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Friday, October 22, 2010

Dimishing Returns for Frequency Enhancements

I was reading this post on Cap'n Transit's blog.

One of the commenters posted:
a route that is by mistake operating at a profit is under-providing, and should have its schedule extended or frequency increased until it gets back down to break-even.
Typically, when a transit line increases either frequency or extended hours, that tends to increase ridership. It would be an open question if ridership was rising fast enough to cover the cost of increased operations. Beyond a certain frequency, I would tend to expect not. But I would anticipate that bumping frequency from 30 minutes to 15 minutes would more then double ridership.

The rule of thumb I've learned is that at 15 minute service, you start attracting more unscheduled trips, where someone will show up at the bus stop, and wait for a bus to come. It would be amazing to have some data to show under what conditions increases in frequency show diminishing returns. If ever.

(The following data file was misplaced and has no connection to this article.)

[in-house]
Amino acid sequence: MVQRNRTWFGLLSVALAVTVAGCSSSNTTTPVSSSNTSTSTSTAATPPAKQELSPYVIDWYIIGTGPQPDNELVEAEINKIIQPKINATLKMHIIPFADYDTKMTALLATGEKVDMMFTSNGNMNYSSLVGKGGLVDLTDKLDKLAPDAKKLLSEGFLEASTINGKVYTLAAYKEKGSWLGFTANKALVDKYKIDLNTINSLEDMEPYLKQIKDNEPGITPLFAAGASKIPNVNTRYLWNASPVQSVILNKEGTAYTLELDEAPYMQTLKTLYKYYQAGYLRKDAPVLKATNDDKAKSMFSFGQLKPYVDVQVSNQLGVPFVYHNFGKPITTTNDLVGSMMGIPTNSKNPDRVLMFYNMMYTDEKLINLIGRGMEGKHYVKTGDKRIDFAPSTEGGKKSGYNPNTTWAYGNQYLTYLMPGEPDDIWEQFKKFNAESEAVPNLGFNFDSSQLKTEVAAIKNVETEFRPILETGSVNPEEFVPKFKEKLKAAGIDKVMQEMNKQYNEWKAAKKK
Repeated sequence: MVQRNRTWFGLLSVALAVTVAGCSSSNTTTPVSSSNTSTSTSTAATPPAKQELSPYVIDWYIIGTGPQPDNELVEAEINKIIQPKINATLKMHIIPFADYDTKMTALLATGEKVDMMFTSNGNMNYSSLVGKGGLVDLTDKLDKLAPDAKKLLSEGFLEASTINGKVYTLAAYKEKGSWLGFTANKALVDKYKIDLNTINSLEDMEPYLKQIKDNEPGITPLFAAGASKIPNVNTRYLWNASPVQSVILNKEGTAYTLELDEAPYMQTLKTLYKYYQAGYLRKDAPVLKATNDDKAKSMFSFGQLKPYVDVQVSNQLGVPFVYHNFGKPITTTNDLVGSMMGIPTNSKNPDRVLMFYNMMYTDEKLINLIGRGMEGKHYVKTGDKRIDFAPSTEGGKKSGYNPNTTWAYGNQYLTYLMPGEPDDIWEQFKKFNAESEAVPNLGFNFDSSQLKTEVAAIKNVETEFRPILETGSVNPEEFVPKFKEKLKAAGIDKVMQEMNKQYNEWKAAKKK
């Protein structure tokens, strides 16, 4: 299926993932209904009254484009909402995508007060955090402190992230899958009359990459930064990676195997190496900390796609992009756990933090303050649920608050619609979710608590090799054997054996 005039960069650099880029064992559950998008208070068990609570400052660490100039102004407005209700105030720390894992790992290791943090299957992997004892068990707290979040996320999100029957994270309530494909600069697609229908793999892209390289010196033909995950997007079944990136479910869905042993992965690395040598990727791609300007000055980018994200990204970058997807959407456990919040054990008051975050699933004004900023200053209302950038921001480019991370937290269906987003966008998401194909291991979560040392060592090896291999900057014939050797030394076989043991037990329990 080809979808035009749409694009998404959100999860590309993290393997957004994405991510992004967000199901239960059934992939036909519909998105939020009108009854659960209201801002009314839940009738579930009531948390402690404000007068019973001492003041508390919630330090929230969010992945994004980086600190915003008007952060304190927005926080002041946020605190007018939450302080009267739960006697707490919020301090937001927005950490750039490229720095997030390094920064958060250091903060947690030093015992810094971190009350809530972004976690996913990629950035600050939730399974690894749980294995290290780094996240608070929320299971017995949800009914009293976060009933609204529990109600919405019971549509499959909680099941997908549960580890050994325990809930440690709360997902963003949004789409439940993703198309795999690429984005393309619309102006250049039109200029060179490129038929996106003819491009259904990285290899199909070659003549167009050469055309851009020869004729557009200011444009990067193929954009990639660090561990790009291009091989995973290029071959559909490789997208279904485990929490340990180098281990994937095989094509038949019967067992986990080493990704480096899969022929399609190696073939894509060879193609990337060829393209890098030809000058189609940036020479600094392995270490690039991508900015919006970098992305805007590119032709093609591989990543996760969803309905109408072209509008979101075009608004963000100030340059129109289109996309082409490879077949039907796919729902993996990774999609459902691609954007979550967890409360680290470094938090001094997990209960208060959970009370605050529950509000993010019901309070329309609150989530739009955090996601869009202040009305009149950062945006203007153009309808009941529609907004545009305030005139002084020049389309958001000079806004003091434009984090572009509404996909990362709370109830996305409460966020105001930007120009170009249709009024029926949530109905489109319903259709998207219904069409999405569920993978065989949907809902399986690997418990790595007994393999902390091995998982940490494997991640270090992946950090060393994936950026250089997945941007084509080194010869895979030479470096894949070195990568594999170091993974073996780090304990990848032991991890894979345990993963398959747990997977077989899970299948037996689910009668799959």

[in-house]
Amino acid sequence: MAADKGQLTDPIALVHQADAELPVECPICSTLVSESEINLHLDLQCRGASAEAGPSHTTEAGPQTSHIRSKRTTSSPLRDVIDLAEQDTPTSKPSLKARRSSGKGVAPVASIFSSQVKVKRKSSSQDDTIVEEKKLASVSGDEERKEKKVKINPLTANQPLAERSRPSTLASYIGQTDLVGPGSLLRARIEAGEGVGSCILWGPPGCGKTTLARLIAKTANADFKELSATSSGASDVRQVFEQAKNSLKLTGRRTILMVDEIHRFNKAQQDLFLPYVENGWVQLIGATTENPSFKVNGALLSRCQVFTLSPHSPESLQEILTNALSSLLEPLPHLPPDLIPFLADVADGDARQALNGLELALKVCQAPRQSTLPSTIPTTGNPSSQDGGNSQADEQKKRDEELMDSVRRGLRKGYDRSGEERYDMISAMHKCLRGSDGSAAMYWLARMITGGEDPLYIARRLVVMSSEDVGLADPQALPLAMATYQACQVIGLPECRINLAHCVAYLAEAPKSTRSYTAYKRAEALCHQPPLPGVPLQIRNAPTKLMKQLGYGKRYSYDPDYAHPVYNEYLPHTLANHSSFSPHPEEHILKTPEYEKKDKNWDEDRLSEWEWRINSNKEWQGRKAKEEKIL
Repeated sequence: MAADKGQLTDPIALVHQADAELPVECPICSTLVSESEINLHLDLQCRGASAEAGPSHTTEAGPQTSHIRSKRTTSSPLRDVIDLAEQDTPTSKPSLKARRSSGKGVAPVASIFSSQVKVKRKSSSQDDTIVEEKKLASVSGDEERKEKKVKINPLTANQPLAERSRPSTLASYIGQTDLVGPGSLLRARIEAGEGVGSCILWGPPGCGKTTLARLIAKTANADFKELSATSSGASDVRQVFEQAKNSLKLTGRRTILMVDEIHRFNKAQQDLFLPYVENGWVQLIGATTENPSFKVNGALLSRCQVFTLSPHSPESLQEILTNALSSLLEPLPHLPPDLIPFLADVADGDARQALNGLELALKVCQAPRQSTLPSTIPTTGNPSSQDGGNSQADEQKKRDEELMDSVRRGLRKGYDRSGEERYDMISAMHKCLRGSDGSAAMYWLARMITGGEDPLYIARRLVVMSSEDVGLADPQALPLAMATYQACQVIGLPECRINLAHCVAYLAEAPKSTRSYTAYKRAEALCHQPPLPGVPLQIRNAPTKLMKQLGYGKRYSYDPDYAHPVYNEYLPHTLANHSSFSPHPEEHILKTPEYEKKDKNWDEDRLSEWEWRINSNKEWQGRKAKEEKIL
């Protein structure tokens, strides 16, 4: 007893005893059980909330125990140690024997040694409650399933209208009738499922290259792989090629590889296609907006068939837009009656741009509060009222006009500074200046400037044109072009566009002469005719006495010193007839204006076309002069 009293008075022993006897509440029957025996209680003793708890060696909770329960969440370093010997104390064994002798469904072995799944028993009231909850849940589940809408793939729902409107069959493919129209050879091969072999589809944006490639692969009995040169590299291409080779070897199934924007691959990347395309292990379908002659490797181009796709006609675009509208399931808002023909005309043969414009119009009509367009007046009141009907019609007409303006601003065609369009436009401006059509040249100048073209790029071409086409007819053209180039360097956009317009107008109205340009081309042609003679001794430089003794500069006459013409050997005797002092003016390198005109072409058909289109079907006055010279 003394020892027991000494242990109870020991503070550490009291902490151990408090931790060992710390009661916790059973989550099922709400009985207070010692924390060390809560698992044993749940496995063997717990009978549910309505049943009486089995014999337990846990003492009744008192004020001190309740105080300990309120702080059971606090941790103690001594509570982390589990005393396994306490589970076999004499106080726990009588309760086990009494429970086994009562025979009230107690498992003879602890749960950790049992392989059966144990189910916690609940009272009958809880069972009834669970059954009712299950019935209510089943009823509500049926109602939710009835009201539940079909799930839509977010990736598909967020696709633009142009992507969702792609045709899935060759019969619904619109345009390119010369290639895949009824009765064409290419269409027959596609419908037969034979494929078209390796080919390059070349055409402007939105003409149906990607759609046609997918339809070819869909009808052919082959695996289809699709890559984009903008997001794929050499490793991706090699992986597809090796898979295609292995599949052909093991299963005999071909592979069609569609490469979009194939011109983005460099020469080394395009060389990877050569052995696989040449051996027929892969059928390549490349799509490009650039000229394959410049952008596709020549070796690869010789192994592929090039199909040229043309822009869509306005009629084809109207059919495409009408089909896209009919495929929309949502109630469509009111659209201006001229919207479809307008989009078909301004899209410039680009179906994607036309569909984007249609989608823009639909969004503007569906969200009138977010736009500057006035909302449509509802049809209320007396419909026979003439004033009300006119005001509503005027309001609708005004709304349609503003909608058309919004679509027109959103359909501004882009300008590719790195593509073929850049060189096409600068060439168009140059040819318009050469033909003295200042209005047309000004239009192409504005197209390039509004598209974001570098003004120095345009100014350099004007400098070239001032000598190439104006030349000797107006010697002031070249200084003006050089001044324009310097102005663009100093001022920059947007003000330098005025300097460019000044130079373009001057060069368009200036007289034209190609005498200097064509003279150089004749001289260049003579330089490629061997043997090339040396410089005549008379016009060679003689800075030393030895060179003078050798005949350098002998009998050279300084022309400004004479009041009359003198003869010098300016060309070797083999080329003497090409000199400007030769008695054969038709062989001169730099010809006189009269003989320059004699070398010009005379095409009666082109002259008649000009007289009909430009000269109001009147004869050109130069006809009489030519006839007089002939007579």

*I've never seen any study data for this. (If anyone knows of any, please drop me a line.) It would be great to see a case comparison before-and-after study of a transit line's increased or decreased frequency. Sadly, changes to transit schedules or routes are rarely done in isolation for a single transit line. They tend to be done en-masse, making it difficult to disaggregate the effect. The Federal New Starts has made this even more difficult, as upgrades to frequency on a single bus line tend to occur as part of a general upgrade to BRT status, which includes a number of other improvements.